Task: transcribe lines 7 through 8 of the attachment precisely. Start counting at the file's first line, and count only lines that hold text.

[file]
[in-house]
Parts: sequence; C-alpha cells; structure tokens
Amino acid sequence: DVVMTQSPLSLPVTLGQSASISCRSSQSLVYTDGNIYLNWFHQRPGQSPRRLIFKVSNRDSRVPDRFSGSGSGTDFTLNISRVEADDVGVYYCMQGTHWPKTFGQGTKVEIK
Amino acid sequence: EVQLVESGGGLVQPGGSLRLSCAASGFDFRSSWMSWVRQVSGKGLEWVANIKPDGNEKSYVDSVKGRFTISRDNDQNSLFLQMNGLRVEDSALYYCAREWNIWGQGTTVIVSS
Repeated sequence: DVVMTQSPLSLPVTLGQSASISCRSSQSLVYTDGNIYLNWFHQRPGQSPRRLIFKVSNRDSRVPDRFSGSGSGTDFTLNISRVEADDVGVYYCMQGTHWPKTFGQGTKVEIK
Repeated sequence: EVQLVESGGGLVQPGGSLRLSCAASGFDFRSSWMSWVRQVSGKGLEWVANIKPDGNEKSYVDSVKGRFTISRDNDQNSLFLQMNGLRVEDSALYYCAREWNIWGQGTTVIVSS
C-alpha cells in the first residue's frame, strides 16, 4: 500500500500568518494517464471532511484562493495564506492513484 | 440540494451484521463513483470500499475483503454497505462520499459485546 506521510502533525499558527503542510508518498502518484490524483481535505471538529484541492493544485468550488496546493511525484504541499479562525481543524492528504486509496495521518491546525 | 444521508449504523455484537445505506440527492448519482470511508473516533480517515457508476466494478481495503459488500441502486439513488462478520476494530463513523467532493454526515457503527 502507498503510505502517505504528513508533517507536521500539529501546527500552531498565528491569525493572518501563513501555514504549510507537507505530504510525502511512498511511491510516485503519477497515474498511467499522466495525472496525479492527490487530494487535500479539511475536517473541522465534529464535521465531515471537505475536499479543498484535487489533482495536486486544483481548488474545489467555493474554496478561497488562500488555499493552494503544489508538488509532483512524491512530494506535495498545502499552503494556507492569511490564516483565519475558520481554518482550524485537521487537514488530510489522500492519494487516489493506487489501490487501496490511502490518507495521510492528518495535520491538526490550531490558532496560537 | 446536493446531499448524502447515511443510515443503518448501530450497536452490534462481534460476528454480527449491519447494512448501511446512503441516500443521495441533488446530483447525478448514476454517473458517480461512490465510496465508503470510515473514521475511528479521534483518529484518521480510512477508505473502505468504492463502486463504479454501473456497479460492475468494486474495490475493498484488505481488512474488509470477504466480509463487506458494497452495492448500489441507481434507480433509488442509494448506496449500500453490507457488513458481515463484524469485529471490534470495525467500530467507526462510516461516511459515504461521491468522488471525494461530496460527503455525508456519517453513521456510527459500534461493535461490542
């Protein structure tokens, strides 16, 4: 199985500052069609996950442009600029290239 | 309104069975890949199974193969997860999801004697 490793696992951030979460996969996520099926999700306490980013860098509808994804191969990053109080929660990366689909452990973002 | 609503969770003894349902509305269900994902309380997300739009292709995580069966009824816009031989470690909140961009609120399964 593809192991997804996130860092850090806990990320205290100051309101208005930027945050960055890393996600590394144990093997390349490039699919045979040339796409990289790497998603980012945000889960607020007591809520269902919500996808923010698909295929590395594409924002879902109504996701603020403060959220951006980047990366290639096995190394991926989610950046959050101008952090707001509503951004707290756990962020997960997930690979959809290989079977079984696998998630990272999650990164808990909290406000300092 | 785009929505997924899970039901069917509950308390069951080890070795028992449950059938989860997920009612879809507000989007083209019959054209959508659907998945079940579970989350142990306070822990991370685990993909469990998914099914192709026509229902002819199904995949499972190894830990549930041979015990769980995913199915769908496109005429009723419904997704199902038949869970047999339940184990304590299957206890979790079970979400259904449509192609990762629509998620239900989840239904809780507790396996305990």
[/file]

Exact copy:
C-alpha cells in the first residue's frame, strides 16, 4: 500500500500568518494517464471532511484562493495564506492513484 | 440540494451484521463513483470500499475483503454497505462520499459485546 506521510502533525499558527503542510508518498502518484490524483481535505471538529484541492493544485468550488496546493511525484504541499479562525481543524492528504486509496495521518491546525 | 444521508449504523455484537445505506440527492448519482470511508473516533480517515457508476466494478481495503459488500441502486439513488462478520476494530463513523467532493454526515457503527 502507498503510505502517505504528513508533517507536521500539529501546527500552531498565528491569525493572518501563513501555514504549510507537507505530504510525502511512498511511491510516485503519477497515474498511467499522466495525472496525479492527490487530494487535500479539511475536517473541522465534529464535521465531515471537505475536499479543498484535487489533482495536486486544483481548488474545489467555493474554496478561497488562500488555499493552494503544489508538488509532483512524491512530494506535495498545502499552503494556507492569511490564516483565519475558520481554518482550524485537521487537514488530510489522500492519494487516489493506487489501490487501496490511502490518507495521510492528518495535520491538526490550531490558532496560537 | 446536493446531499448524502447515511443510515443503518448501530450497536452490534462481534460476528454480527449491519447494512448501511446512503441516500443521495441533488446530483447525478448514476454517473458517480461512490465510496465508503470510515473514521475511528479521534483518529484518521480510512477508505473502505468504492463502486463504479454501473456497479460492475468494486474495490475493498484488505481488512474488509470477504466480509463487506458494497452495492448500489441507481434507480433509488442509494448506496449500500453490507457488513458481515463484524469485529471490534470495525467500530467507526462510516461516511459515504461521491468522488471525494461530496460527503455525508456519517453513521456510527459500534461493535461490542
């Protein structure tokens, strides 16, 4: 199985500052069609996950442009600029290239 | 309104069975890949199974193969997860999801004697 490793696992951030979460996969996520099926999700306490980013860098509808994804191969990053109080929660990366689909452990973002 | 609503969770003894349902509305269900994902309380997300739009292709995580069966009824816009031989470690909140961009609120399964 593809192991997804996130860092850090806990990320205290100051309101208005930027945050960055890393996600590394144990093997390349490039699919045979040339796409990289790497998603980012945000889960607020007591809520269902919500996808923010698909295929590395594409924002879902109504996701603020403060959220951006980047990366290639096995190394991926989610950046959050101008952090707001509503951004707290756990962020997960997930690979959809290989079977079984696998998630990272999650990164808990909290406000300092 | 785009929505997924899970039901069917509950308390069951080890070795028992449950059938989860997920009612879809507000989007083209019959054209959508659907998945079940579970989350142990306070822990991370685990993909469990998914099914192709026509229902002819199904995949499972190894830990549930041979015990769980995913199915769908496109005429009723419904997704199902038949869970047999339940184990304590299957206890979790079970979400259904449509192609990762629509998620239900989840239904809780507790396996305990």